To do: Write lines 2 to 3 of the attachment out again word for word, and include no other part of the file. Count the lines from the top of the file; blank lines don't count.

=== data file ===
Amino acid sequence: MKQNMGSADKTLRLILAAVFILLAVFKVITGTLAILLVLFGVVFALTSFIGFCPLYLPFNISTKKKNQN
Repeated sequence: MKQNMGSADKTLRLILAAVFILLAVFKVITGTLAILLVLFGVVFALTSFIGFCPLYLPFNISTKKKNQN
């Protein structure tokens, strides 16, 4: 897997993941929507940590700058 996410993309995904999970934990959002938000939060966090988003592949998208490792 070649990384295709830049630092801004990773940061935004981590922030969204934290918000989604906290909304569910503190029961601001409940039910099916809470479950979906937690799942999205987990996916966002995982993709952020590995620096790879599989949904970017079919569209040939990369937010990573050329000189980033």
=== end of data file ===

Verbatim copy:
Repeated sequence: MKQNMGSADKTLRLILAAVFILLAVFKVITGTLAILLVLFGVVFALTSFIGFCPLYLPFNISTKKKNQN
């Protein structure tokens, strides 16, 4: 897997993941929507940590700058 996410993309995904999970934990959002938000939060966090988003592949998208490792 070649990384295709830049630092801004990773940061935004981590922030969204934290918000989604906290909304569910503190029961601001409940039910099916809470479950979906937690799942999205987990996916966002995982993709952020590995620096790879599989949904970017079919569209040939990369937010990573050329000189980033």